Contract reformation is the correct label for the relief that is sought by Intercargo. There is no question but that the contract between the parties — the Certificate issued by Tansey-Riggs — unequivocally calls for Intercargo's payment of the $27,839 amount for which the Certificate was written. Intercargo asks to have that contract reformed by revising the amount of coverage on grounds of mutual mistake (Tansey-Riggs having acted for all the parties in preparing the Certificate).
As before, this Court holds no brief for Intercargo's conduct in that respect (or, for that matter, for a number of Intercargo's untenable positions taken in this litigation). But barring reformation of the excessive amount of coverage would be a punishment disproportionate to Intercargo's "crime."
Accordingly the question becomes that of quantifying the reformation of the stated insured value of $27,839 to reflect accurately the Policy formula of "value at the amount of invoice, including all charges therein, and including prepaid and/or advanced and/or guaranteed freight, if any, plus 10%." Further review of that issue has convinced this Court that the appropriate amount of Perzy's recovery is $20,377.59 rather than the slightly larger amount tentatively suggested in Opinion at 1376. Here is the breakdown:
1. Wregg's instructions to TanseyRiggs identified the cost of the 13 pallets at 150,452 Austrian Schillings plus other costs of 18,620 Schillings (Wregg Dep. 35-36). At the agreed-upon conversion rate of .0954, that total of 169,072 Schillings comes to $16,129.47 in United States currency.
2. Eastbound freight charges of $1,866.02 and the Tansey-Riggs fee of $460.50 also come within the Policy's coverage.
3. All those items total $18,455.99. Adding 10% to that figure brings Perzy's insurable value to $20,301.59. And to that recovery must be added 7/20 of the insurance premium of $217.14, or $76.00.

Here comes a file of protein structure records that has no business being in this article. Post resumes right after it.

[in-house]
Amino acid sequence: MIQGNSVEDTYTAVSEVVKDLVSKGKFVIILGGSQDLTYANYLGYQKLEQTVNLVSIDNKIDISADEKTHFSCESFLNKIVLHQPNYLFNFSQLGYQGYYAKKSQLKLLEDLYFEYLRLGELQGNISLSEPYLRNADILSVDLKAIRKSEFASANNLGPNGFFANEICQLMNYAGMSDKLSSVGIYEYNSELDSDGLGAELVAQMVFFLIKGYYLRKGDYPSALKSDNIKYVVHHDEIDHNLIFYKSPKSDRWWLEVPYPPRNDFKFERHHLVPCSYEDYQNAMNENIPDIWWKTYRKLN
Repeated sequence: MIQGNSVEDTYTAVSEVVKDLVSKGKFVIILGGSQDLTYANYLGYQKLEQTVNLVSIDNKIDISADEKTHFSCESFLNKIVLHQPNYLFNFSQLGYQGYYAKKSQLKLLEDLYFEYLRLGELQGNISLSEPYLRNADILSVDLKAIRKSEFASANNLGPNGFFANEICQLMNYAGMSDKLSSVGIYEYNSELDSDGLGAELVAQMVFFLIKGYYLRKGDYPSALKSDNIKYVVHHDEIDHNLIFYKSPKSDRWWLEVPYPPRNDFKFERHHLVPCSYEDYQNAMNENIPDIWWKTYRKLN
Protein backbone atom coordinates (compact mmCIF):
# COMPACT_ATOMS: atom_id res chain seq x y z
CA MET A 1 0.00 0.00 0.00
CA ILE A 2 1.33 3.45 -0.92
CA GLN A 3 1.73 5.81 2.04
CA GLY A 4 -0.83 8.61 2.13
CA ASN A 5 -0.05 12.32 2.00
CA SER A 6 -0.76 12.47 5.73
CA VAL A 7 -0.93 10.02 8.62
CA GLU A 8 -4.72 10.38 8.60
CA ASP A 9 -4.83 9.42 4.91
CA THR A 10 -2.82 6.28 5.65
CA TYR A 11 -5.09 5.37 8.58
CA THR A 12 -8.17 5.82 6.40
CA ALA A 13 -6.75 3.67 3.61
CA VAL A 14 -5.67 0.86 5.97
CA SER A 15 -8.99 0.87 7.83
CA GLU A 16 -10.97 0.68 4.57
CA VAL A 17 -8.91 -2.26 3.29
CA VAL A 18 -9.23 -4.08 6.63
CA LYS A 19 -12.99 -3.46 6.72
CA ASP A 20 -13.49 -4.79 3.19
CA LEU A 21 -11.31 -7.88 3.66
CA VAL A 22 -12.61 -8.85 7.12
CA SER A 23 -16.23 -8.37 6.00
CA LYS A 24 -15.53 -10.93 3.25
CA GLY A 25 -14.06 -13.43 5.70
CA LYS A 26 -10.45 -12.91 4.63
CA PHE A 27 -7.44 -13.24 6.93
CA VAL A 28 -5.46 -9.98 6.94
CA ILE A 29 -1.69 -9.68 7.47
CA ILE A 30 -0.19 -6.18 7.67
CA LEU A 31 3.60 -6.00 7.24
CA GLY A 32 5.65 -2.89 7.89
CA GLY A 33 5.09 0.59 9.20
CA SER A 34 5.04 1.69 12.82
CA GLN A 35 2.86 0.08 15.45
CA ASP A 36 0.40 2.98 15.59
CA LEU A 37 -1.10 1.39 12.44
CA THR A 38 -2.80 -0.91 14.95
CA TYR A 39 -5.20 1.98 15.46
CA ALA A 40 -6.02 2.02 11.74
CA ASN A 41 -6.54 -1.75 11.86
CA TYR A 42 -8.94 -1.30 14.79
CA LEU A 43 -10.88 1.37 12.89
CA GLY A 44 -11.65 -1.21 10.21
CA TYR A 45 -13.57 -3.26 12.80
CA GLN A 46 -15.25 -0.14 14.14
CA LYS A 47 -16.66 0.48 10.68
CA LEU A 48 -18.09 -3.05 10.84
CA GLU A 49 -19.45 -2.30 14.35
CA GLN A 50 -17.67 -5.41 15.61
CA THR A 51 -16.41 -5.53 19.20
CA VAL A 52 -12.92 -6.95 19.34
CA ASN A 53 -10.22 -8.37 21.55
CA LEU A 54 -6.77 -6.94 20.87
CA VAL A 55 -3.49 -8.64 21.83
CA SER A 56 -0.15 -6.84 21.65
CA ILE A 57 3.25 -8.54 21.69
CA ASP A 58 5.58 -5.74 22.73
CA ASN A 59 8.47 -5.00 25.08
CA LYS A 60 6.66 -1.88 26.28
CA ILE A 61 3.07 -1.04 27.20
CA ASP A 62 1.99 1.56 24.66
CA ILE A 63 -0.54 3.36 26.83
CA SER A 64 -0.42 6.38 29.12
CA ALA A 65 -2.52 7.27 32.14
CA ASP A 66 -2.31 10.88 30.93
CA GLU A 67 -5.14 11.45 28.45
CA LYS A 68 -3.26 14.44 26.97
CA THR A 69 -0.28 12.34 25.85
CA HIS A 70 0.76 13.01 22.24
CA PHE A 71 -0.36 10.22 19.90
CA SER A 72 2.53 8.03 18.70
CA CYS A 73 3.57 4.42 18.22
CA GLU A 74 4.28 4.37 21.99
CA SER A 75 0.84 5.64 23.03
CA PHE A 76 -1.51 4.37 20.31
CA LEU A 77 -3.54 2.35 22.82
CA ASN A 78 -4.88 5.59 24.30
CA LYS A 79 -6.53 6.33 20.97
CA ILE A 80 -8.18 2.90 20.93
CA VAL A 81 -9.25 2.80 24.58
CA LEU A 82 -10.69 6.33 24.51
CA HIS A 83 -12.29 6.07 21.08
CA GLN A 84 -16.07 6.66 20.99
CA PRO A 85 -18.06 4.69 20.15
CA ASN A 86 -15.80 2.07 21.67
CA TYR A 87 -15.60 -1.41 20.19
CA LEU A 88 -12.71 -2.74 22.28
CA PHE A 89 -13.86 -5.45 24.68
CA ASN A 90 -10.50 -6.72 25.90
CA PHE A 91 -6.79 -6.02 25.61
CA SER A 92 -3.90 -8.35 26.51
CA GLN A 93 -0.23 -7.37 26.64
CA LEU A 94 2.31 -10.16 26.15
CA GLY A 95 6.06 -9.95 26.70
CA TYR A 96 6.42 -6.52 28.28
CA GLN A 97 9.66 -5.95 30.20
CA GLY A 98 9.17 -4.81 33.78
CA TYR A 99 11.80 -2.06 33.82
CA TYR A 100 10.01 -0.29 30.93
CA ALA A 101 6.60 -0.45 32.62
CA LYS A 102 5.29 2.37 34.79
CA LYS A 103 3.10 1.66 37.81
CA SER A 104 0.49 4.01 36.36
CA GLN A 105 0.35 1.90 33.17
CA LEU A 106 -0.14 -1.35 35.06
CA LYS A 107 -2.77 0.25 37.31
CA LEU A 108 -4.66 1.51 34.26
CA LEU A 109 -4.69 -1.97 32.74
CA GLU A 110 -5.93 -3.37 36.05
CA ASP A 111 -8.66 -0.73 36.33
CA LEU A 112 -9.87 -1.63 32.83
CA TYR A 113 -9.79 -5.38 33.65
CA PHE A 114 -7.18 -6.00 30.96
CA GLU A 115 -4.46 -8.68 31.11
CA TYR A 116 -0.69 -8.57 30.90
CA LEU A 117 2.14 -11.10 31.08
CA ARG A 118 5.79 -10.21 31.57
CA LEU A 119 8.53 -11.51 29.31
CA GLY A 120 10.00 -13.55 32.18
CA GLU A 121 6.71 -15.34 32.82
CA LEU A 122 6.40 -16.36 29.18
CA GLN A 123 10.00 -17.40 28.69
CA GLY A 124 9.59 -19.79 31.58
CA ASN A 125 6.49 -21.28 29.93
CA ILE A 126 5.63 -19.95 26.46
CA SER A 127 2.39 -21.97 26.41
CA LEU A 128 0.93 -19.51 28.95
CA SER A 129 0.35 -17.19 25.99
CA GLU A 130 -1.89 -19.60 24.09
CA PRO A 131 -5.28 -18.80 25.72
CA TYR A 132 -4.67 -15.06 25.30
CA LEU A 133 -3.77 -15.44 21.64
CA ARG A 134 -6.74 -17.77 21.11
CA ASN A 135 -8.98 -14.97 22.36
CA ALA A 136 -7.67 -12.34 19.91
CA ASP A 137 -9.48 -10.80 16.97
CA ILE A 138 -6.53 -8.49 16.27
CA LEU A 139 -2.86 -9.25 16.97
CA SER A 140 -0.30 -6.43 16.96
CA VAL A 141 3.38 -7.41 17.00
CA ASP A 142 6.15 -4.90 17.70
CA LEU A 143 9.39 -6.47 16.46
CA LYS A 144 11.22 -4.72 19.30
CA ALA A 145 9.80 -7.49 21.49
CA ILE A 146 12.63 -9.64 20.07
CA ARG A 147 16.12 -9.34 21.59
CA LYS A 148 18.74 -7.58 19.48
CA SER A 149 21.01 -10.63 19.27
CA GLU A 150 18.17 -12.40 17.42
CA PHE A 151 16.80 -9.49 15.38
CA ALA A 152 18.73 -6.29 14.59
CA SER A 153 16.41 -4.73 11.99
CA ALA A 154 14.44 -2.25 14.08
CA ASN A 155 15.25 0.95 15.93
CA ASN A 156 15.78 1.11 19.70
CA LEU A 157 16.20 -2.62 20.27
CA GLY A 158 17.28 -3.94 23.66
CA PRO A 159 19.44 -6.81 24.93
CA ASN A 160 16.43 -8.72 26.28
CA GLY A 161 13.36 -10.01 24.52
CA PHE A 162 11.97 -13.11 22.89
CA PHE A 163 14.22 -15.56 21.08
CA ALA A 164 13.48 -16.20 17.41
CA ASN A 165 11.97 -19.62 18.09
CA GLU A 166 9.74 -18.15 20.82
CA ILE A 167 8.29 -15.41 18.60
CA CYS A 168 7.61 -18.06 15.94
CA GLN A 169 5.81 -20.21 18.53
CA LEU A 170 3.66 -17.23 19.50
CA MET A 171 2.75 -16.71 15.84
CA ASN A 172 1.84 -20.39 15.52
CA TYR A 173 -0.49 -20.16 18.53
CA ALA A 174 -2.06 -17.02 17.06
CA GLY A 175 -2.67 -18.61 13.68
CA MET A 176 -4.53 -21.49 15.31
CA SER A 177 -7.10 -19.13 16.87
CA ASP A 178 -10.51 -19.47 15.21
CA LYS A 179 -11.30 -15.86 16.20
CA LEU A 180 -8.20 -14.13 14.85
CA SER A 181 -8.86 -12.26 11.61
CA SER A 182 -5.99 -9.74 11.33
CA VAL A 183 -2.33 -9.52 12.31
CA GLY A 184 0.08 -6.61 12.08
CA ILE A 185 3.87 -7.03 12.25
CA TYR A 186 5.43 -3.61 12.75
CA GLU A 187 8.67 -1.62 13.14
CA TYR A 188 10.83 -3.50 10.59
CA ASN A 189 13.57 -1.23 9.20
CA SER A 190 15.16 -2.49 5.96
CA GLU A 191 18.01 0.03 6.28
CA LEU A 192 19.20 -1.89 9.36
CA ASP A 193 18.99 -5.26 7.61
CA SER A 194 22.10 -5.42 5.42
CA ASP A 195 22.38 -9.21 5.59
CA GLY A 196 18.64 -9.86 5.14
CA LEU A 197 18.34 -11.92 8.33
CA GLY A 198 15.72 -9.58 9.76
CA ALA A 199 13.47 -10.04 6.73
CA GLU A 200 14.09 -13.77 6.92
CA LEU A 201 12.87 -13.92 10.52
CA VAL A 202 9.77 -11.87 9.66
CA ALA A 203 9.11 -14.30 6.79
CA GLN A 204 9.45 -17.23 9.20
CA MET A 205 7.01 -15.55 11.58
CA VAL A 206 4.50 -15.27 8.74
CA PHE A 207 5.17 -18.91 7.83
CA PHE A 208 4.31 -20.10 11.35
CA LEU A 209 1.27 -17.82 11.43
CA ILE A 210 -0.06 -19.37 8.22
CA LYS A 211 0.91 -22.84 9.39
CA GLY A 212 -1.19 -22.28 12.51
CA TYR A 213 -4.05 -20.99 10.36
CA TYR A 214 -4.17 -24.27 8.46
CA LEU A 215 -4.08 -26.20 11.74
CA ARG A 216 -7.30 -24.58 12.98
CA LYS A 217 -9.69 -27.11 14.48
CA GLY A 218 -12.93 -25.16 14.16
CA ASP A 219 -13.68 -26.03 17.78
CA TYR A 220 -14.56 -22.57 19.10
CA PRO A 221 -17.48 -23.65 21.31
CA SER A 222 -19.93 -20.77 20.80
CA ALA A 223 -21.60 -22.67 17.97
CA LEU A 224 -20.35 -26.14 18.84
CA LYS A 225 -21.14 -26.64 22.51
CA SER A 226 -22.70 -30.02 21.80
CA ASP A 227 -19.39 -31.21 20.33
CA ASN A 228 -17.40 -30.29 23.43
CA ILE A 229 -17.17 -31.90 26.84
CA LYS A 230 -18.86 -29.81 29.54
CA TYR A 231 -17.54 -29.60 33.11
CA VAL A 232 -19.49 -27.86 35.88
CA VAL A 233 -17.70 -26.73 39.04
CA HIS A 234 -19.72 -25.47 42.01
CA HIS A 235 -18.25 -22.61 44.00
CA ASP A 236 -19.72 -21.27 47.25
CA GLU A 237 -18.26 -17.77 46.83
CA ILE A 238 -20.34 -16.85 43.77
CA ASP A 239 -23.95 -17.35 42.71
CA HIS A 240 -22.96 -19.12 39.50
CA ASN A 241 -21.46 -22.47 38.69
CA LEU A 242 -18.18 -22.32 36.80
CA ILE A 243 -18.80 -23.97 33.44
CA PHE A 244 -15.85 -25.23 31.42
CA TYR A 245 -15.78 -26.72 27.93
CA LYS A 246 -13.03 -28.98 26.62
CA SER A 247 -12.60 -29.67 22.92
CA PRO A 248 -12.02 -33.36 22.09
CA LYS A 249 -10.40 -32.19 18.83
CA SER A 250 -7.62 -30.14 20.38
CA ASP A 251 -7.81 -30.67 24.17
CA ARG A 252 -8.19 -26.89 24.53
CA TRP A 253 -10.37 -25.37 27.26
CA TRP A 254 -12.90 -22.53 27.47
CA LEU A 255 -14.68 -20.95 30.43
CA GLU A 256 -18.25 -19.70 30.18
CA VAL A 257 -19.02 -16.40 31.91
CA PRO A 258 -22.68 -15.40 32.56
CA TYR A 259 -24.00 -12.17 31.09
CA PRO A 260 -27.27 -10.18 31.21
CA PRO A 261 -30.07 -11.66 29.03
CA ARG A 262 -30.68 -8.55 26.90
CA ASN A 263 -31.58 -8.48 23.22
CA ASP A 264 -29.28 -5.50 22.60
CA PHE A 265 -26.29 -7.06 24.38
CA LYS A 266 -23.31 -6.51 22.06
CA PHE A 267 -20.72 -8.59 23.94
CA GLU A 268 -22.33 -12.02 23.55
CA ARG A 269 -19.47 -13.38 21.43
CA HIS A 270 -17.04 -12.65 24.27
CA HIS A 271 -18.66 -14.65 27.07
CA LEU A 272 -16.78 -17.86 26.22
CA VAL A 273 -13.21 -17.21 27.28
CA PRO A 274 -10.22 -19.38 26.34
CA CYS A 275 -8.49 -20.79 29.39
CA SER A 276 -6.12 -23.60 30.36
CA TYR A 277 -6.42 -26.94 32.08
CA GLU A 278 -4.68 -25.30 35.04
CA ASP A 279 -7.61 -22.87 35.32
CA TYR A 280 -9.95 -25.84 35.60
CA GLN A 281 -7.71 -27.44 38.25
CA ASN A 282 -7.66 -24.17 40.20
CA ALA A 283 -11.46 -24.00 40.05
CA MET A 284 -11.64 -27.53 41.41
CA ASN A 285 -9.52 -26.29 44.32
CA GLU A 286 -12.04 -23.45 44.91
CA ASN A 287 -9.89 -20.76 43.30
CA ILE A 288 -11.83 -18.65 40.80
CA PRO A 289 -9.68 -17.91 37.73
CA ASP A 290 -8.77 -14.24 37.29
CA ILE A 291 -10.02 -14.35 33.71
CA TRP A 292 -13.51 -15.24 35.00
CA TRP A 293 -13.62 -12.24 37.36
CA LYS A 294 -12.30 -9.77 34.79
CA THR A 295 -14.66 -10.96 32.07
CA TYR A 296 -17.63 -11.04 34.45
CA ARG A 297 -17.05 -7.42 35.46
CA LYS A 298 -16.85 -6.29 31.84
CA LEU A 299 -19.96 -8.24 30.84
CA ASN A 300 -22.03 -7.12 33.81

That latter figure was mistakenly referred to by Wregg as "packing," a term that created understandable confusion on Perzy's part when his deposition was taken and he was asked about it (Perzy Dep. 59-60). In fact the added amount appears to represent the proportion, attributable to the 13 returned pallets, of the amount that was borne by Wregg when he received the goods to cover "freight and clearing the shipment" (Wregg Dep. 36) — presumably westbound freight charges plus customs duty. That ties in with this Court's rejection in Opinion at 1376 n. 9 of comparable costs that were borne by Perzy rather than by Wregg as sunk costs, not recoverable as part of the insured loss.
Again neither party has that minor item right. It is true that Perzy cannot recoup the entire insurance premium (let alone 110% of that amount). But Intercargo is also extraordinarily nervy in arguing that Perzy, whose recovery has been diminished by reforming the insured value to provide him with less coverage than he paid for, must nonetheless bear the full insurance premium — still another instance of inattention by Intercargo's counsel to the principle that "he who seeks equity must do equity."
Accordingly there is no genuine issue of material fact as to the amount of Perzy's damages, just as Opinion at 1378 found that Perzy was entitled to a judgment as to Intercargo's liability as a matter of law. Judgment is ordered to be entered in favor of Perzy and against Intercargo in the sum of $20,377.59.